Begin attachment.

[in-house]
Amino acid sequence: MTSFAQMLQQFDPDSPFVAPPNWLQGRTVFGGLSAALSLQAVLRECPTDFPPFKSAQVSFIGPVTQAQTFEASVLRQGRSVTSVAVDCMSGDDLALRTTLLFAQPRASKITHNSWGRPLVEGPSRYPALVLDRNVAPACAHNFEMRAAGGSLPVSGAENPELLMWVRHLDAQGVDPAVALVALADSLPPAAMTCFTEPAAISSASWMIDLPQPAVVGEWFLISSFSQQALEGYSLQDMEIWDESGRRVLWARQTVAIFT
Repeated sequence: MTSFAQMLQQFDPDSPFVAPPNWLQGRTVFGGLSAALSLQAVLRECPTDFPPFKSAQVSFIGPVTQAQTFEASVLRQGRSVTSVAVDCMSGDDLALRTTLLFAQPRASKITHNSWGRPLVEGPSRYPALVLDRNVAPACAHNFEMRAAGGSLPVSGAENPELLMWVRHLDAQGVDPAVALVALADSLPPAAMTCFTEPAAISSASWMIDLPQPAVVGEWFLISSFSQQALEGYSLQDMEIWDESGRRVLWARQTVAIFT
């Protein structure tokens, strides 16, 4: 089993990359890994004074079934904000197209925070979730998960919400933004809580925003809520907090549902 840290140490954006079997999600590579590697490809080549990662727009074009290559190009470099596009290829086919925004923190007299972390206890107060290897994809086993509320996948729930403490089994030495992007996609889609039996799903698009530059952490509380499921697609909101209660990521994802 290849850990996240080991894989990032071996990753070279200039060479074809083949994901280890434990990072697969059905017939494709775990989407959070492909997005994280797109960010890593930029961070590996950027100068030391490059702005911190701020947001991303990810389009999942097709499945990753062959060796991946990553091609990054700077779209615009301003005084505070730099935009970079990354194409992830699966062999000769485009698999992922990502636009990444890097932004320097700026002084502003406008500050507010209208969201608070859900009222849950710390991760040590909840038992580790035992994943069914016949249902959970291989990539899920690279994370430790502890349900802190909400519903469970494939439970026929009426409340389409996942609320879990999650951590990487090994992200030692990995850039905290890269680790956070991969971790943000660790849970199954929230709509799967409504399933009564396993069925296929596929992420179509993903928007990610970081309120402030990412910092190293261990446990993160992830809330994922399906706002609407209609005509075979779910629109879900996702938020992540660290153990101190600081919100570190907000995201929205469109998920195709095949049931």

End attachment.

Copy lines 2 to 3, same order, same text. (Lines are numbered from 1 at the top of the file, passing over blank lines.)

Amino acid sequence: MTSFAQMLQQFDPDSPFVAPPNWLQGRTVFGGLSAALSLQAVLRECPTDFPPFKSAQVSFIGPVTQAQTFEASVLRQGRSVTSVAVDCMSGDDLALRTTLLFAQPRASKITHNSWGRPLVEGPSRYPALVLDRNVAPACAHNFEMRAAGGSLPVSGAENPELLMWVRHLDAQGVDPAVALVALADSLPPAAMTCFTEPAAISSASWMIDLPQPAVVGEWFLISSFSQQALEGYSLQDMEIWDESGRRVLWARQTVAIFT
Repeated sequence: MTSFAQMLQQFDPDSPFVAPPNWLQGRTVFGGLSAALSLQAVLRECPTDFPPFKSAQVSFIGPVTQAQTFEASVLRQGRSVTSVAVDCMSGDDLALRTTLLFAQPRASKITHNSWGRPLVEGPSRYPALVLDRNVAPACAHNFEMRAAGGSLPVSGAENPELLMWVRHLDAQGVDPAVALVALADSLPPAAMTCFTEPAAISSASWMIDLPQPAVVGEWFLISSFSQQALEGYSLQDMEIWDESGRRVLWARQTVAIFT